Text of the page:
Day 4 – Poignant (Auto) Biography:
Today the photo challenge is focussing on life. Those stories that leave us feeling moved and make us think about the difficulties of living it. I thought of so many that I’m sure you’ve already heard of, so for the sake of
introducing something new that might spark your interest in African-American memoirs, I’m recommending Buck: A memoir by MK Asante. He writes his story with a lot of passion and lyricism. It’s like reading music. If you’re interested in reading how someone who was spiralling downward manages to take control of his life through his discovery of art, music, and the desire to create, you should check this one out. It is remarkable and talented with a hip-hop flair.
“MK Asante was born in Zimbabwe to American parents: his mother a dancer, his father a revered professor. But things fell apart, and a decade later MK was in America, a teenager lost in a fog of drugs, sex, and violence on the streets of north Philadelphia.” (Dust jacket, Buck)
The Hare with Amber Eyes was the sixth book read in my book club this school year. When I voted for it I thought the book was going to be about something completely different. On the onset I was a bit put off and disappointed. I really wanted to know more about netsuke. Netsuke are small Japanese figurines made of wood and ivory that were used to close the obi on Japanese traditional garments. They represented animals, people, and mythical characters. I believed the story was about netsuke, but they were nothing more that a vehicle for Edmund De Waal to explore his fascinating Jewish family. When Edmund De Waal received the large collection of netsuke as an inheritance from his great-uncle Iggie who was living in Japan, he felt compelled to research his extraordinary family.
The story begins in Odessa, Russia and we as readers follow the family as it grows and expands and travels throughout Europe. There are fascinating tales and detailed descriptions of various family members throughout the 350 pages. Now I have to be honest I had some problems with various sections of this book. I found some parts extremely slow and dry. I really had to keep my eyes open. I managed to read the book in about 4 days but was struggling to find that special thing that was going to grip me to the story. I was afraid to put it down to long.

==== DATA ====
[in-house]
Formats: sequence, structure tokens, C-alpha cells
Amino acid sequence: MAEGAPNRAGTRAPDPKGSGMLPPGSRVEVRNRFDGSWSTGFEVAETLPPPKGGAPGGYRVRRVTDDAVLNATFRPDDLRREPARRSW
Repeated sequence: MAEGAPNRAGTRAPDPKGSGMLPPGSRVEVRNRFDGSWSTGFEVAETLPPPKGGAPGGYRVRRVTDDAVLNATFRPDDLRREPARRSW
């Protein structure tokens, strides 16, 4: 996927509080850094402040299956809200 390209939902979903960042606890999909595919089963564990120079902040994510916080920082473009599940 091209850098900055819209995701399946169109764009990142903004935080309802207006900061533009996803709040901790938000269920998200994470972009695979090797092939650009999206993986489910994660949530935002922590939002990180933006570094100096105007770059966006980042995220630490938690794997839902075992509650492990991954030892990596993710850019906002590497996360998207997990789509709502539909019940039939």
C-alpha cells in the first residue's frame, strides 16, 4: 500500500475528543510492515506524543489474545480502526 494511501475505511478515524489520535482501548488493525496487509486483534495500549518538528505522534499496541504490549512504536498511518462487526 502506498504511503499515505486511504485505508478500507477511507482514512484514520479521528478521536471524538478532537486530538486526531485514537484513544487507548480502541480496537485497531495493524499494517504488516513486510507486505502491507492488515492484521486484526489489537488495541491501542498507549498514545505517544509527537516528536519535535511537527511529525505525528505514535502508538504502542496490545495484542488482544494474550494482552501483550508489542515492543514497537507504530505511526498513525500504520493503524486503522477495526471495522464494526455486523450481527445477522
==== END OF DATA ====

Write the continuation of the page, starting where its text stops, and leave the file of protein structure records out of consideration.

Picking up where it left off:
As I soldiered on, around about page 200-225 something clicked and I started to find the story more interesting. The writing lightened up and De Waal’s writing style seemed to develop into a more detached tone that was more acceptable to me. His constant interjections into the story bothered me a bit earlier in the story, even though I enjoyed his erudite and sometimes humoristic commentary.
Discussing this book on Saturday with my book club proved very enlightening. Firstly I was relieved that I wasn’t the only one who thought it was a little boring at times. I’d read many reviews where it seemed everyone loved it. I kept wondering if there was something wrong with me. I wasn’t alone. A few people hadn’t finished it. They still had the last stretch of 100 pages. The parts that I preferred.
The Hare with Amber Eyes is one of those books that you either love or hate, even though I’ve fallen smack in the middle (liked it). I gave it 3 stars because it is such an incredible family history. The book is a mixture of history, art history, and family saga. Those are definitely ingredients for an engrossing story. It’s the fourth non-fiction I’ve read this year and for me that’s a lot, since I have a specific preference for literary fiction. In spite of not loving The Hare with Amber Eyes immensely, I’m still happy to have read it and learned some new things through others’ eyes. Not through the hare’s eyes though since it wasn’t about him or the netsuke. I wonder why they chose that title. We discussed that on Saturday and we weren’t so sure. I and a few others felt the title was slightly misleading and then someone said it continues a certain mystery something hidden that’s lurking to be discovered. The netsuke are there through it all. They survive through all the good times, tragedy, and will continue to exist, going from generation to generation.
Below is a link to the video I watched after finishing the book. As I listened to De Waal I regretted that I hadn’t picked The Hare with Amber Eyes up on audiobook. Suddenly his work came to life for me, as I listened to him read parts of the book, along side the giant pictures on-screen. The pictures that just appeared to be too small and dark in the book.